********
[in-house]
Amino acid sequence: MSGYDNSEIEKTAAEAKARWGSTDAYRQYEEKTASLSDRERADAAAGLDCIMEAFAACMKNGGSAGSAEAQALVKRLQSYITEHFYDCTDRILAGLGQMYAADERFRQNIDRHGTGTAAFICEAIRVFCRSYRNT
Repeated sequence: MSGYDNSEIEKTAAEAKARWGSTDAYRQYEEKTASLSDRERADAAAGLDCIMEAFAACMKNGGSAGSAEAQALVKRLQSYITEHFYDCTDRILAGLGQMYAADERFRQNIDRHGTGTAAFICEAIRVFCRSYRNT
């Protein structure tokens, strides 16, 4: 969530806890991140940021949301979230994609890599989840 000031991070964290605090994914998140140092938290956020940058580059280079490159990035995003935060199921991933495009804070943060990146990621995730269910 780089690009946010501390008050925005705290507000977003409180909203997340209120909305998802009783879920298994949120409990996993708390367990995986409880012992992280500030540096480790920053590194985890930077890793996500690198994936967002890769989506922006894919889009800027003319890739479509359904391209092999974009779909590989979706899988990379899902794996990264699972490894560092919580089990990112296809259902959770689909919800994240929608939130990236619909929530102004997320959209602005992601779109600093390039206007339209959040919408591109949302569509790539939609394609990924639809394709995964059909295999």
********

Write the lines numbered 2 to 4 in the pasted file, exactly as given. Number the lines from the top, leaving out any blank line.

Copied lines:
Amino acid sequence: MSGYDNSEIEKTAAEAKARWGSTDAYRQYEEKTASLSDRERADAAAGLDCIMEAFAACMKNGGSAGSAEAQALVKRLQSYITEHFYDCTDRILAGLGQMYAADERFRQNIDRHGTGTAAFICEAIRVFCRSYRNT
Repeated sequence: MSGYDNSEIEKTAAEAKARWGSTDAYRQYEEKTASLSDRERADAAAGLDCIMEAFAACMKNGGSAGSAEAQALVKRLQSYITEHFYDCTDRILAGLGQMYAADERFRQNIDRHGTGTAAFICEAIRVFCRSYRNT
């Protein structure tokens, strides 16, 4: 969530806890991140940021949301979230994609890599989840 000031991070964290605090994914998140140092938290956020940058580059280079490159990035995003935060199921991933495009804070943060990146990621995730269910 780089690009946010501390008050925005705290507000977003409180909203997340209120909305998802009783879920298994949120409990996993708390367990995986409880012992992280500030540096480790920053590194985890930077890793996500690198994936967002890769989506922006894919889009800027003319890739479509359904391209092999974009779909590989979706899988990379899902794996990264699972490894560092919580089990990112296809259902959770689909919800994240929608939130990236619909929530102004997320959209602005992601779109600093390039206007339209959040919408591109949302569509790539939609394609990924639809394709995964059909295999």